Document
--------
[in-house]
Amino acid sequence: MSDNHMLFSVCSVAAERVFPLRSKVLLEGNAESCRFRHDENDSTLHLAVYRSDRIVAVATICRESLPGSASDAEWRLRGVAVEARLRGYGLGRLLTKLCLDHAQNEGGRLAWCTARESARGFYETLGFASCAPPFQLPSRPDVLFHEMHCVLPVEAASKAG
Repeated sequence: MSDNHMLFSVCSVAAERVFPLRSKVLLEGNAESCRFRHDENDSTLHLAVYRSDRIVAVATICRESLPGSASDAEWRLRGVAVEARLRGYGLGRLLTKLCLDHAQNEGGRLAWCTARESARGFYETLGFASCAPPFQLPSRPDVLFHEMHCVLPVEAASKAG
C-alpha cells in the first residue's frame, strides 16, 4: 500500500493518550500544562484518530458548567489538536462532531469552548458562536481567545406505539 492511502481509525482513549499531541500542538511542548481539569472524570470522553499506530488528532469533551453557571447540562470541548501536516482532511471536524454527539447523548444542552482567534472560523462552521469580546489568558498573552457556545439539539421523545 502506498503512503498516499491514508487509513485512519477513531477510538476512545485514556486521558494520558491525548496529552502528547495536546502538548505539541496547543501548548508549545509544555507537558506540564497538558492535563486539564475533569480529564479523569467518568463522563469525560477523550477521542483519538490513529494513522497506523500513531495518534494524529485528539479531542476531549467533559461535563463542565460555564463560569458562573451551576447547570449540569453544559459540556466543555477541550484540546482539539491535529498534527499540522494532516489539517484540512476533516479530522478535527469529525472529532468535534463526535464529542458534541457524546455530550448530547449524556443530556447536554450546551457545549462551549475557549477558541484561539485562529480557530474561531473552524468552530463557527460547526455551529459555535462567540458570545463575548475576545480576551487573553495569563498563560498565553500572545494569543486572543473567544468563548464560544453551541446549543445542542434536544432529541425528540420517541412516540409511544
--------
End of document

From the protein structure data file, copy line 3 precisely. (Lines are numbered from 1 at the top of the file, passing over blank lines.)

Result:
Repeated sequence: MSDNHMLFSVCSVAAERVFPLRSKVLLEGNAESCRFRHDENDSTLHLAVYRSDRIVAVATICRESLPGSASDAEWRLRGVAVEARLRGYGLGRLLTKLCLDHAQNEGGRLAWCTARESARGFYETLGFASCAPPFQLPSRPDVLFHEMHCVLPVEAASKAG